They’ve got themselves so tied up in the idea that cutting taxes is a zero-sum game, that if you cut taxes, Washington is guaranteed to lose money, and, oh, we can’t have that. I think there’s gonna be more economic growth than people are forecasting. I think there’s gonna be more money rolling into the Treasury. They’re already collecting record amounts of tax revenue even before this thing goes into effect. But the bottom line is I’m not gonna fall for some notion that says I or a corporation gets a tax cut and that’s why the government is in trouble. This is a spending problem. It’s their problem, not ours.

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RUSH: Mary in Salt Lake City. Thank you for waiting. How are you?

CALLER: Oh, I’m great. Thank you.

RUSH: You bet.

CALLER: I have no doubt that this tax plan is going to be successful. ‘Cause my husband and I lived through the Reagan administration, and we thrived as a couple and the family when he did those tax cuts. And since then it has been difficult for us because of the tax plan that Clinton did. If you remember he did a retroactive tax on us his first year. And we had to cough up $1,800 just to pay our portion of that. And that was very, very difficult, for us to do that. Even Obamacare had hidden taxes, with the health care plan when he dropped the $4,800 flex plan deduction and put it down to $2,000, that was a tax increase on us. But, anyway, I am so happy and ecstatic for this. I’m just one joyful American today and wanted to wish you a Merry Christmas, Rush.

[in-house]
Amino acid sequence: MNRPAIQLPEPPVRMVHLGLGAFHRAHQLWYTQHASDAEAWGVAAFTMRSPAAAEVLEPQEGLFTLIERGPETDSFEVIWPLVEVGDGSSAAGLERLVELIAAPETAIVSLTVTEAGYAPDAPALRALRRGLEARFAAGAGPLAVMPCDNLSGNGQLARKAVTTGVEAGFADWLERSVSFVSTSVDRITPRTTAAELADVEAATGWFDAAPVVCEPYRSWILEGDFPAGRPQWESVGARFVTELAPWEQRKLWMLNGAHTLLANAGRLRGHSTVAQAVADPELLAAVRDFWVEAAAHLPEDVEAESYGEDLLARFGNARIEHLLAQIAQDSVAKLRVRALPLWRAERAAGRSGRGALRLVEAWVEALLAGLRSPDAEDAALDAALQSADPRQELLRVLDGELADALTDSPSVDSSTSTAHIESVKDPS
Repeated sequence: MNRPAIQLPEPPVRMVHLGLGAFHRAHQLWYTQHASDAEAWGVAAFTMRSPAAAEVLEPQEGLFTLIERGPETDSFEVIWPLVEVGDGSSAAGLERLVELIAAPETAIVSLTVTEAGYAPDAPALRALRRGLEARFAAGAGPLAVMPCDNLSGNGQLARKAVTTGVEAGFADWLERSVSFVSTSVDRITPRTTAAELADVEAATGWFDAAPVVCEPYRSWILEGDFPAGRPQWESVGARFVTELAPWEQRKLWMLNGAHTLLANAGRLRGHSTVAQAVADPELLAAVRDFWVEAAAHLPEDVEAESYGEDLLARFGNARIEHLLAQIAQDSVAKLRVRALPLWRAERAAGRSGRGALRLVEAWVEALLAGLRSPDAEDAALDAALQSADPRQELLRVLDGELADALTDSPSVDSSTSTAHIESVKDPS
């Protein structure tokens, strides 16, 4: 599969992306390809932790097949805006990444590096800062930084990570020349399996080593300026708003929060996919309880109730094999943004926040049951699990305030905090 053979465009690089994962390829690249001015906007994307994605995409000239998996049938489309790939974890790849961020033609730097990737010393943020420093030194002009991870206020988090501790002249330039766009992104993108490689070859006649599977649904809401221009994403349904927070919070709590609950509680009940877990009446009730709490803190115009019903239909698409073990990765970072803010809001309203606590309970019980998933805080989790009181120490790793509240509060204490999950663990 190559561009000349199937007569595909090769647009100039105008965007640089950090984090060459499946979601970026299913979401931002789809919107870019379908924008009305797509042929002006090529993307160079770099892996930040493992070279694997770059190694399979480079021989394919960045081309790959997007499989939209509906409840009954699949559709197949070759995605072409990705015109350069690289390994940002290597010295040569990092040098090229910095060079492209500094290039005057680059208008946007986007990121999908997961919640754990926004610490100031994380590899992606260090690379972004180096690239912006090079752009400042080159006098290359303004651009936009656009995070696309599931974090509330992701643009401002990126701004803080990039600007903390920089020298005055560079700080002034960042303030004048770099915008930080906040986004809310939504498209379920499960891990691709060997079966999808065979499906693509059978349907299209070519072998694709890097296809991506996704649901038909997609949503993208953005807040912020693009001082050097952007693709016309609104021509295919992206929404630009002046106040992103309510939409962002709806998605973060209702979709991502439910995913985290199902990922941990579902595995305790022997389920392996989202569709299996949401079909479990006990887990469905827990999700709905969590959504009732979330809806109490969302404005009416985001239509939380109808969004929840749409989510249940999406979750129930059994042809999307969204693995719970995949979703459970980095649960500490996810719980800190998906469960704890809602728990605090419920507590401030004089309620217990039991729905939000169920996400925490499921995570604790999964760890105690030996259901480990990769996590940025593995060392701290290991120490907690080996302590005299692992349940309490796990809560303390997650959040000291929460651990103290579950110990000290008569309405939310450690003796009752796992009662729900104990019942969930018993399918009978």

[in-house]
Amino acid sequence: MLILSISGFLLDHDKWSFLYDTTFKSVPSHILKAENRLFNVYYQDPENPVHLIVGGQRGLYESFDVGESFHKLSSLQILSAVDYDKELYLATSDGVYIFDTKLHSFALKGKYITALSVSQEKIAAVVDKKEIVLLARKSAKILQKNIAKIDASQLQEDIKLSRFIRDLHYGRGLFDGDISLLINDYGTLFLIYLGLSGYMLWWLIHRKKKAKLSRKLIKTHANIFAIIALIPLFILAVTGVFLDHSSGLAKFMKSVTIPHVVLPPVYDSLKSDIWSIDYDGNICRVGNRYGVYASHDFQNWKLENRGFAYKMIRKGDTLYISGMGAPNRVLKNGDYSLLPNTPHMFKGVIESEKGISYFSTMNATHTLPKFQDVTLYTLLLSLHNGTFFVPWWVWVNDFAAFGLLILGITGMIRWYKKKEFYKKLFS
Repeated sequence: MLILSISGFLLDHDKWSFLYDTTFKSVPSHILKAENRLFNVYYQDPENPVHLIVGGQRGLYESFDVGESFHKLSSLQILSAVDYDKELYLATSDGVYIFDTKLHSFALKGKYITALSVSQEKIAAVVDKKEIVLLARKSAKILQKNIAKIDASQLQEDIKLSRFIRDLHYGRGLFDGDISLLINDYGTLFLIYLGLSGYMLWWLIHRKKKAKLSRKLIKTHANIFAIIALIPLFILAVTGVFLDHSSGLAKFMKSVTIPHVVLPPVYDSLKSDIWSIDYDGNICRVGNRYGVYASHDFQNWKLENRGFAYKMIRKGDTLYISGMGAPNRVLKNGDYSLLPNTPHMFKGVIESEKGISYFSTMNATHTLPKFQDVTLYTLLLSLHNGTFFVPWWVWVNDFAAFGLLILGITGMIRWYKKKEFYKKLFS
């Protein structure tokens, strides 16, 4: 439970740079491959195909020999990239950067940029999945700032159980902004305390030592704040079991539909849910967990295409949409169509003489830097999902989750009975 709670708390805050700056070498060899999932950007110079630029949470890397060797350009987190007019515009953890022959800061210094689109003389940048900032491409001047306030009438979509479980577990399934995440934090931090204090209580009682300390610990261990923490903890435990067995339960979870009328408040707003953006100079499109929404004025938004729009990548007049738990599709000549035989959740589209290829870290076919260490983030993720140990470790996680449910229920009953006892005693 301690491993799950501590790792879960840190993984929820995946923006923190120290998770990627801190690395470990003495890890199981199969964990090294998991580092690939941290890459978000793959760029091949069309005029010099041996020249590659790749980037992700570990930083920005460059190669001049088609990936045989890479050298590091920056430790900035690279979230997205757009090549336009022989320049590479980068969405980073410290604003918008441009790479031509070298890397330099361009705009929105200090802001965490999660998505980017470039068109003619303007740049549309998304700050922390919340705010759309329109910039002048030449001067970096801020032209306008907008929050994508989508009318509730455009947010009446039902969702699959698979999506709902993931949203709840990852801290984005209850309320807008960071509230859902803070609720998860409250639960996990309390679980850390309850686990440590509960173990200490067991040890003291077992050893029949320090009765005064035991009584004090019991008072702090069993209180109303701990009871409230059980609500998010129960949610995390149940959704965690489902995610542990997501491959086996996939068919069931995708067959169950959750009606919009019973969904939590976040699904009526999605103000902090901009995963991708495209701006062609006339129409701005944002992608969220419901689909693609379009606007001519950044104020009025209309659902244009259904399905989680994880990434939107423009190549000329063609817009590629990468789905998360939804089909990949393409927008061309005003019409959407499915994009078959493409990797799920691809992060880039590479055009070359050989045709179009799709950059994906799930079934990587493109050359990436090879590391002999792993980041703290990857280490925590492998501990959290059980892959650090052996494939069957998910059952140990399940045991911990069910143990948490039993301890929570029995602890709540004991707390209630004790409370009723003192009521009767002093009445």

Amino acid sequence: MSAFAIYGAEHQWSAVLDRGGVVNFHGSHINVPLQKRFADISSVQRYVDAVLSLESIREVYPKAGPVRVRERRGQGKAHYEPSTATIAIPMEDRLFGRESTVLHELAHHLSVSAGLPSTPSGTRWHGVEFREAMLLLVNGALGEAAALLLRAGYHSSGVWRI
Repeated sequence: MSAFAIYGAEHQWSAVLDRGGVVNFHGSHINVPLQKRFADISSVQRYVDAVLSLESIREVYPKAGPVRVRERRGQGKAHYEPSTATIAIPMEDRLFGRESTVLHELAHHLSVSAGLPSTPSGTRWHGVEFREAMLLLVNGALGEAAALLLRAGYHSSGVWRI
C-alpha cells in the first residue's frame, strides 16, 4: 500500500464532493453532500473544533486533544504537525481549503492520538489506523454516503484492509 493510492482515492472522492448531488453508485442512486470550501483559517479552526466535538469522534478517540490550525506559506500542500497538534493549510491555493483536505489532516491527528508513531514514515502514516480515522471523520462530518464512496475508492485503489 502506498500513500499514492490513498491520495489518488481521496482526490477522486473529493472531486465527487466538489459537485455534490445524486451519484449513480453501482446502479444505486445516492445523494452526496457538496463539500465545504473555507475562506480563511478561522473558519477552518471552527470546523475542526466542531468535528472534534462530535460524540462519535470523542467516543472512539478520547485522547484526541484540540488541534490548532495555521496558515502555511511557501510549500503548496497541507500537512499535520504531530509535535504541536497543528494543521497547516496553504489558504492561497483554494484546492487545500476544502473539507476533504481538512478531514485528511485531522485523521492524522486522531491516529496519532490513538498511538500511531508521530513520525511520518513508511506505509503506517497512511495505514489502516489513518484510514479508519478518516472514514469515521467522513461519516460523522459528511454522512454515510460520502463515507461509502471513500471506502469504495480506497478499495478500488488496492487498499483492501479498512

RUSH: Well, I appreciate that. You’re very kind, and I can’t thank you enough. I’m glad you’re out there each day, Mary. And I hope you have a great rest of the year and as many more as you want.

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RUSH: By the way, I’m not blowing smoke, folks. I think this has things in it that nobody has the guts to predict on the upside. I’m talking economic growth, individual prosperity, all kinds of good things in it.

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RUSH: Well, well, well, well. Look at this. Just in to CNBC: “AT&T has announced that it’s gonna pay a special $1,000 bonus to more than 200,000 AT&T employees in America due to the passage of tax reform and that they will also increase U.S. capital spending by $1 billion.” Now, you know what the left is gonna say. “It’s just a PR thing! They don’t really mean it.” It’s like when David Koch donated $25 million to some hospital in New York.

Nurses, said, “He doesn’t mean it! He doesn’t really mean it! He should take it back. He’s just trying to not hide that he’s a racist!” So they’re just gonna say, “AT&T doesn’t mean this,” even though they’re actually gonna bonus their employees $1,000. Either that or, “They could afford much more, the bunch of tightwads! They don’t really mean it. This is just a PR move. They don’t really mean it,” even though they’re doing it.

AT&T, could you put another cell tower closer to where I live? I’m tired to having switch over to Verizon when I’m at home and driving to work. AT&T, while you’re thinking about building a new tower closer to where I live, could you maybe see if you could find some missing Hillary emails with the Russians? I’m not kidding. AT&T is giving a $1,000 bonus to 200,000 AT&T American employees.